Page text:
Premiers demand compensation if Ottawa concedes on drug patents

The provincial premiers have undertaken a letter-writing campaign to demand compensation from the federal government for any increase in drug costs that might come with a free trade agreement with Europe.

OTTAWA — The provincial premiers have undertaken a letter-writing campaign to demand compensation from the federal government for any increase in drug costs that might come with a free trade agreement with Europe.

B.C. Premier Christy Clark says she and other premiers have each written to Ottawa urging federal negotiators not to agree to anything that would drive up the cost of pharmaceuticals.

Among the European Union’s demands are an extension of brand-name patents for up to five years to compensate companies for time tied up in bureaucratic approvals.

They also want to extend the time that a brand-name company’s recipe for a drug would remain secret from companies trying to make knock-offs.

And while Ottawa has not yet formally agreed to any of the demands, it has not ruled anything out either —leaving many provincial and federal insiders, as well as trade experts, to suspect the federal government will bend to at least part of the EU ask.

“All premiers have sent letters, I’m told, to the federal government, expressing our concern about this specific issue, because we want to make sure, as I said, that British Columbia’s interests are represented,” Clark told Opposition NDP Leader Adrian Dix in an exchange about drug patents on Friday.

“This is something that we’ve brought to the federal government’s attention…. If this agreement is not concluded in a way that meets British Columbia’s concerns, we would like them to reimburse us for those added costs.”

Behind the scenes and in public, several provinces are ramping up their campaign to fend off European demands.

The provinces say they would amount to longer patent protection for brand-name pharmaceuticals, driving up medical bills for provincial drug plans, employer plans and individuals alike.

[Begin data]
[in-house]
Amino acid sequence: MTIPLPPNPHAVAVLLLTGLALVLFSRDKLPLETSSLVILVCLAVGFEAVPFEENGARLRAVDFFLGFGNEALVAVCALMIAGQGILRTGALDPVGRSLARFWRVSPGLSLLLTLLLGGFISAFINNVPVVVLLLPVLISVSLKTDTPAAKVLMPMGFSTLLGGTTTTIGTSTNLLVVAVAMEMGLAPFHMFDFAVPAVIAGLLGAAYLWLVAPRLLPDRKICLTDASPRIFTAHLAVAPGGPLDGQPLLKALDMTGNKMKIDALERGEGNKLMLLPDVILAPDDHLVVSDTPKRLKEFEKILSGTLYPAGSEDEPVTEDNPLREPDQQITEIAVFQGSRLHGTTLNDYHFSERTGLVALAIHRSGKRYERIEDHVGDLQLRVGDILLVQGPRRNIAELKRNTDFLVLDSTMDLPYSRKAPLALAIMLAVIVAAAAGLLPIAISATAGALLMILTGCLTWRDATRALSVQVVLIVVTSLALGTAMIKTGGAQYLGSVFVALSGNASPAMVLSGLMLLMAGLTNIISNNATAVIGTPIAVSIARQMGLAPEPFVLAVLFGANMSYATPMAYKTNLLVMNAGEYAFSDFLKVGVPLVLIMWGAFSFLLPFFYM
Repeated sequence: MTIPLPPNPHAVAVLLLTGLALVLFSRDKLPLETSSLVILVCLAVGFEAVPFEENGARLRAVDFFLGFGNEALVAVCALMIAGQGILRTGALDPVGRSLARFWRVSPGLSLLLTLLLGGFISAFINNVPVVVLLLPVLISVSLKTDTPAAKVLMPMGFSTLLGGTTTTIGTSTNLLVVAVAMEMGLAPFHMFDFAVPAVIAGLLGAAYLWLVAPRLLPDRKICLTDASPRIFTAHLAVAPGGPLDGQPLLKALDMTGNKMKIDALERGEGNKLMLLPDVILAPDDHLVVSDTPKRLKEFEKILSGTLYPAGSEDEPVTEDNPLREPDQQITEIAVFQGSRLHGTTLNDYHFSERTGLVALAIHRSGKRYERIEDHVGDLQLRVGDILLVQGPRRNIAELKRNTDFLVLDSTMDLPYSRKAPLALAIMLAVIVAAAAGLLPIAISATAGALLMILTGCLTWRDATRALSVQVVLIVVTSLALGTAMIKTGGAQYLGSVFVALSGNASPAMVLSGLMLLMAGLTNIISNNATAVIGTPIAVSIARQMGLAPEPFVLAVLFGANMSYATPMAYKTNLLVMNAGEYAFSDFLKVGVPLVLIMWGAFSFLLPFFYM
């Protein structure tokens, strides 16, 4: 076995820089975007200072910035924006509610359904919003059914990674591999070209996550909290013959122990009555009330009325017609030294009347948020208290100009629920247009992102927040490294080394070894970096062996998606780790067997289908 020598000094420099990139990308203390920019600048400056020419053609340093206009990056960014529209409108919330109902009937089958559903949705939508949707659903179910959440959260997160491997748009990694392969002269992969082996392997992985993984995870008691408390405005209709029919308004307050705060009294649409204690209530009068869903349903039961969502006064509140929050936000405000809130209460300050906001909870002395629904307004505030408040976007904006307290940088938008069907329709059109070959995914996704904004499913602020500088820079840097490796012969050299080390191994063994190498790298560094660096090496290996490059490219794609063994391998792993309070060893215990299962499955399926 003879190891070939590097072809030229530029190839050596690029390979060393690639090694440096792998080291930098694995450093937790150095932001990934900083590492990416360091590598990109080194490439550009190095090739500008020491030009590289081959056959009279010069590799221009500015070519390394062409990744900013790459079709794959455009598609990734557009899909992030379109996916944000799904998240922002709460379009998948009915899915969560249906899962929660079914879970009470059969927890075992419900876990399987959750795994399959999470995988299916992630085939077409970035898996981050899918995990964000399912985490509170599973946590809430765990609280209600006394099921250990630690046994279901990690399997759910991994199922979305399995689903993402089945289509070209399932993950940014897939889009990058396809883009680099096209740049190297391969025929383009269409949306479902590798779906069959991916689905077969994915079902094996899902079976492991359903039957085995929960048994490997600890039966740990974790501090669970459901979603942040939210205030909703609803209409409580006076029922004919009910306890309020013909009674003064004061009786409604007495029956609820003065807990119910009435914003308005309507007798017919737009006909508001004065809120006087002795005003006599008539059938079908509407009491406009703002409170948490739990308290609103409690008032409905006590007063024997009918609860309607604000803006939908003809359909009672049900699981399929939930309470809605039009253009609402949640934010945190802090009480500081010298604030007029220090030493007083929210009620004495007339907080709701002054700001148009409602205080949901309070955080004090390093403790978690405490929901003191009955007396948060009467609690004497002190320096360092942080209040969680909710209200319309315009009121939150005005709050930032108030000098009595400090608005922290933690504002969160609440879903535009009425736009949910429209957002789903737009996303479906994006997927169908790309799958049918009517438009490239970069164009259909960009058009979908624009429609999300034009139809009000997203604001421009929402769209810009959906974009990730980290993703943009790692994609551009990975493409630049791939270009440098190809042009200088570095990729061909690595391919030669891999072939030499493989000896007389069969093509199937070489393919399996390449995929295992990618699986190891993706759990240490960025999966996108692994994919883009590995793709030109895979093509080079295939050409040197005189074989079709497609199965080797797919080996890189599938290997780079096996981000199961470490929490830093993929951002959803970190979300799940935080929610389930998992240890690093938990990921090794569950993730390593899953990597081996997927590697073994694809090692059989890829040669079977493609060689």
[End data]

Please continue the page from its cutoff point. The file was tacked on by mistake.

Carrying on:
“The premiers are all concerned about the impact that it could have on pharmaceutical drugs and the cost of pharmaceutical drugs,” Clark said, adding that the premiers discussed the issue at their last meeting this winter.

A spokesman for International Trade Minister Ed Fast did not respond to specific questions about their stand on drug patents or the premiers’ letters.

“Negotiations are ongoing and we are down to focused sessions on outstanding issues,” Adam Taylor said in an email.

“Solutions to the outstanding issues are being actively explored.”

A recent report from Manitoba’s health department pegged the cost of agreeing with European drug-patent demands at $80 million a year for the provincial government.

Economist Don Drummond recently cited research that put the cost at $1.2 billion a year for Ontarians.

Talks between Canada and the EU have graduated to the difficult stage, with both sides hoping to reach consensus by the end of the year.

Negotiators are set to meet this week in Ottawa, although it’s not known whether drug patents will be part of their discussions.

Ottawa has been keen to keep the provinces on side for the deal, and no premiers have threatened to pull their support over the drug issue.

But the stakes are high for all parties.

Many of the provinces are reeling from rising health care costs and have focused on whittling away the price of pharmaceuticals as a way to reduce their medicare bills.

A concession to the EU “would strike a real blow against efforts to reduce costs,” said Dix in an interview.

Asking Ottawa for reimbursement is an unworkable proposition, he added, urging premiers to step up their pressure on Ottawa instead.

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